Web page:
Every event its own color!

Warning: This tutorial applies to Events Manager version 3 downwards and is marked for revision. In version 5, you can now acheive the same effect by combining the category #_CATEGORYCOLOR placeholder with inline CSS styling in your event formats.

A client of mine came in with a request to assign a custom colour to each event. At first I thought I was going to have to mod Events Manager and frankly I wasn’t so happy with the idea. Modding means breaking the autoupdate feature, next time I push out a new Events Manager I’ll have to mod again etc etc.

But then I had an idea.

Attributes to the rescue!

What if I use attributes to implement this feature?
I might assign a color attribute to events, and then use it to style the events item in the list!

Thanks to Marcus’s clever implementation, this was super easy.

After making sure attributes were enabled, I changed the *Default event list format* ins the *Settings* page.
I set it to:

<li>#D #j #M #Y - #H:#i<br/><a href='#_EVENTPAGEURL' style='color: #_ATT{color}{FF6103}'>#_NAME</a></li>

As you see, I included my custom `color` into the style attribute of the `a` element.

So back I went to adding events, and I saw a nice text field for entering hexadecimal color values.

Did I say nice? Hum…

Color picking

Of course you cannot tell a client to open his app or webservice of choice to translate his favourite hue into an hex code. Javascript color pickers were invented exactly to spare you the such an hassle.

After a few tests I settled with using the [Syronex jQuery Color Picker](http://www.syronex.com/software/jquery-color-picker) because it has pretty much what I had been looking for: it is simple, and yet allows the customizaiton of the text and the colors array. This is the road I took, but if you need a super powerful color picker you can just mod my code and tweak the Syronex-related parts.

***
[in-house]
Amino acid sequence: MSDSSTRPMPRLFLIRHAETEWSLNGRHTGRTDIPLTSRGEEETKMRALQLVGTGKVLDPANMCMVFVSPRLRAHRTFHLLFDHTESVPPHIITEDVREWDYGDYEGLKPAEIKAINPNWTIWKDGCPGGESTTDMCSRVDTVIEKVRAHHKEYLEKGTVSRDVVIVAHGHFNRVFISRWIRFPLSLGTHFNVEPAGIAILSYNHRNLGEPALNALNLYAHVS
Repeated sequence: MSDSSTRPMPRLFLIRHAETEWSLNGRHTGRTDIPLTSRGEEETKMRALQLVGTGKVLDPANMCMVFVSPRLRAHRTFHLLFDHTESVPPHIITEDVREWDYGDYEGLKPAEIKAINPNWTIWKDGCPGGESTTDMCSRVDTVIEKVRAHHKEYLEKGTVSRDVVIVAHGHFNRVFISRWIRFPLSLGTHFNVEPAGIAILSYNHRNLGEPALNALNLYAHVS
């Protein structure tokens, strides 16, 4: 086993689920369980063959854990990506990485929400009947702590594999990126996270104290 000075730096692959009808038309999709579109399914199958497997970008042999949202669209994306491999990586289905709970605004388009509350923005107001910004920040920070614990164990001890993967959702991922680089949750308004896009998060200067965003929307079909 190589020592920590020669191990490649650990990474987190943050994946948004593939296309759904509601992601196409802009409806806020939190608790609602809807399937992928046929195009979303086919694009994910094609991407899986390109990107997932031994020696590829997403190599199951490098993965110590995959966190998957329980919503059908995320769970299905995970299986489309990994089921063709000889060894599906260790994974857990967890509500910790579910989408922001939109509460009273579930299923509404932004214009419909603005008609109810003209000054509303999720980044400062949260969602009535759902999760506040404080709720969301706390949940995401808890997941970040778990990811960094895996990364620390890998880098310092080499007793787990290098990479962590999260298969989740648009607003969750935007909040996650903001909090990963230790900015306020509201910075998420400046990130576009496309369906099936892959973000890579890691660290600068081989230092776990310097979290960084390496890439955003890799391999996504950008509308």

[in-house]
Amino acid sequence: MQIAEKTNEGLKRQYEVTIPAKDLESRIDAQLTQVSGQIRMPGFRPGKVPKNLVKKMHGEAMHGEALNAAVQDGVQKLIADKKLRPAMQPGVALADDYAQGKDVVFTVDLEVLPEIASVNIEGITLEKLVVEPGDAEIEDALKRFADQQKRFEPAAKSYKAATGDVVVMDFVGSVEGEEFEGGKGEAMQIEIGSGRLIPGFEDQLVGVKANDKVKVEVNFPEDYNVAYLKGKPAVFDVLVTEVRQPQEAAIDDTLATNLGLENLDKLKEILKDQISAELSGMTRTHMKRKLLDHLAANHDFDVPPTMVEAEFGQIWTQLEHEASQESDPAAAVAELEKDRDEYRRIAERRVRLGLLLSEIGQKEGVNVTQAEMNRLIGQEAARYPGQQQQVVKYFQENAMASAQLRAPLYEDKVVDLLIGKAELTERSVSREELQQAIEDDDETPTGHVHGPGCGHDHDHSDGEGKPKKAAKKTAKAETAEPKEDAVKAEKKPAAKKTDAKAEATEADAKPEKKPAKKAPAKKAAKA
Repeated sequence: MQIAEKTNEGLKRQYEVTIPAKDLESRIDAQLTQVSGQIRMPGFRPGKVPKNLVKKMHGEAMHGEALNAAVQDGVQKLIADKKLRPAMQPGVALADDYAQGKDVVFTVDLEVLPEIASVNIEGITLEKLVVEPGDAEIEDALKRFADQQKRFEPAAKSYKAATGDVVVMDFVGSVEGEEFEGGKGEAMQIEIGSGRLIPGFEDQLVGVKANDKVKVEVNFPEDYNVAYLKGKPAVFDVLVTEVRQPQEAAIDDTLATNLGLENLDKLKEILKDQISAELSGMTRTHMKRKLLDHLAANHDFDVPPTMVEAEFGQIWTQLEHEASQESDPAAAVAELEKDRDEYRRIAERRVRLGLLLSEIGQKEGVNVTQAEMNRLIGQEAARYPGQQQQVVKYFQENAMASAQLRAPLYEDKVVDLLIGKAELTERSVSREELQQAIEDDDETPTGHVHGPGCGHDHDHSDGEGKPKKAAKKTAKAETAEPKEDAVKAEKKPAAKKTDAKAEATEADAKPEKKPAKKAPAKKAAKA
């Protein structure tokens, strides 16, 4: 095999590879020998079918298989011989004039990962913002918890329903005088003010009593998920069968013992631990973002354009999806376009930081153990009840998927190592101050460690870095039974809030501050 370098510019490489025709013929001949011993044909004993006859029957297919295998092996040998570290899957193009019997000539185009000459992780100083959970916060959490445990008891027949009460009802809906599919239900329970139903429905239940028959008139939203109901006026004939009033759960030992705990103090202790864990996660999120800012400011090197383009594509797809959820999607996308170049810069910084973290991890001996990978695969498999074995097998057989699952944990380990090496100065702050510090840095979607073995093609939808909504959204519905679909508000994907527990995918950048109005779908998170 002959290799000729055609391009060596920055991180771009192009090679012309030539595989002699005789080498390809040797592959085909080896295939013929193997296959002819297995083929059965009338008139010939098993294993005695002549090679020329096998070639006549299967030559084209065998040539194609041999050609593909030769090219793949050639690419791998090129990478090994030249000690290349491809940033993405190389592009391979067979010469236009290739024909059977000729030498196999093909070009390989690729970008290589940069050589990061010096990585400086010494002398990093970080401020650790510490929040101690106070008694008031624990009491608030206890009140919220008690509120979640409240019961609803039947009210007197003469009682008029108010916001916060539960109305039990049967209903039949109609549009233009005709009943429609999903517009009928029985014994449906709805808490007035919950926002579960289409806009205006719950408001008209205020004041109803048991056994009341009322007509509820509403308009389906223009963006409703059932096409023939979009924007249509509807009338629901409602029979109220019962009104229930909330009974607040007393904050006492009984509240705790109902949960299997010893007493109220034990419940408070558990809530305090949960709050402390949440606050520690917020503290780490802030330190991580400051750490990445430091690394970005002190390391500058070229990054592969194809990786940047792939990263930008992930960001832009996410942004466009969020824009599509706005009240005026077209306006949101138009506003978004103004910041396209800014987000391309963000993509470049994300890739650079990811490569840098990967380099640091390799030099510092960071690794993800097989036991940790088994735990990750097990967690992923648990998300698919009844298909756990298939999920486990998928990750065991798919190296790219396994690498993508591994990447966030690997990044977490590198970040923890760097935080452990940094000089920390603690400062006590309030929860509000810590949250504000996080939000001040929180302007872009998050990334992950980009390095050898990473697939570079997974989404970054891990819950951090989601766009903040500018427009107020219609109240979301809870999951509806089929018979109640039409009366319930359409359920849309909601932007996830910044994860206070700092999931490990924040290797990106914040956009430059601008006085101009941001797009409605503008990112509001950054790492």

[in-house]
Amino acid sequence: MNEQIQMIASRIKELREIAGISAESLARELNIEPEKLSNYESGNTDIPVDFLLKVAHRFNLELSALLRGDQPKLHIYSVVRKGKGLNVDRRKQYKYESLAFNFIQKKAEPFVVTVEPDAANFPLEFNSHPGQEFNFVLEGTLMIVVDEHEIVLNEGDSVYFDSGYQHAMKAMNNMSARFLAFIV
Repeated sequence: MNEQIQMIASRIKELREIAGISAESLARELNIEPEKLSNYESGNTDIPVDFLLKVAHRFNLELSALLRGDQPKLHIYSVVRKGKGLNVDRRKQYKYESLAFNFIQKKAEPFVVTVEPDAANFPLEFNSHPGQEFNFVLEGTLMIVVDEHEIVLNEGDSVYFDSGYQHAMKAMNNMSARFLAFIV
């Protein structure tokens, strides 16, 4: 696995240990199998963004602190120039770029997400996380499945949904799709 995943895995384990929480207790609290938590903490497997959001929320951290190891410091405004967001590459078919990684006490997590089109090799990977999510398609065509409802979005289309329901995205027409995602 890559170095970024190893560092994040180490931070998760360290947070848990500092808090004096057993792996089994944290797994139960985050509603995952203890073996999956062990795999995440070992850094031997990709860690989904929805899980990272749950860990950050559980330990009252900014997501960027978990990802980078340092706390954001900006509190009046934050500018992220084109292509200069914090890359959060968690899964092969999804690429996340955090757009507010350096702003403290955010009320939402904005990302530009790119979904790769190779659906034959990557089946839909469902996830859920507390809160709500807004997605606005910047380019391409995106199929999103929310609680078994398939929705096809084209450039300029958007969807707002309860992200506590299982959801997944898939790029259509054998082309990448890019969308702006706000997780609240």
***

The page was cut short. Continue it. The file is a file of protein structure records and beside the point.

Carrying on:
So I put the Syronex plugin into the js folder of my theme, and then added this to my theme `functions.php` file:

if (isset ( $_GET ['action'] ) && ($_GET ['action'] == 'edit_event') || isset ( $_GET ['page'] ) && ($_GET ['page'] == 'new_event'))
    add_action ( 'admin_head', 'fa_mod_em' );
function fa_mod_em() {
    <script src="<?php bloginfo ( 'stylesheet_directory' ); ?>/js/syronex-color-picker/syronex-colorpicker.js" type="text/javascript" charset="utf-8"></script>
    <link rel='stylesheet' id='color-picker-css' href='<?php bloginfo ( 'stylesheet_directory' ); ?>/js/syronex-color-picker/syronex-colorpicker.css' type='text/css' media='all' />
    <script type="text/javascript" charset="utf-8">
            jQuery('#side-sortables').prepend("<div class='postbox'>\n\t<div class='handlediv' title='Fare clic per cambiare.'><br /></div><h3 class='hndle'><span>colore evento</span></h3><div class='inside'><div id='colorpicker'>ciao</div><br/>Seleziona il colore dell'evento</div></div>");
            colors = new Array( "#FF6103", "#FFFFFF", "#FF0000", "#FFFF88", "#ACC475", "#6BBA70", "#006E2E", "#738B9C", "#4096EE", "#356AA0", "#FF0096", "#B02B2C", "#000000" );
            selectedColor = jQuery.inArray(jQuery('input[name=mtm_1_name]').val(), colors);
                defaultColor: selectedColor,
                // index of the default color (optional)
                columns: 13, // number of columns (optional)
                color: colors, // list of colors (optional)
                // click event - selected color is passed as arg.
                click: function(color){

The code might look scary but it does something pretty simple. It hides the *Events Manager* attributes `div` and tells the Syronex plugin which colors to use and where to put the user’s choice.

This is not just cool, this is unobtrusive!

Believe it or not, this worked. And, most importantly, I didn’t need to touch a line of *Events Manager*, so now I can safely upgrade the client website to *Events Manger* 3.0.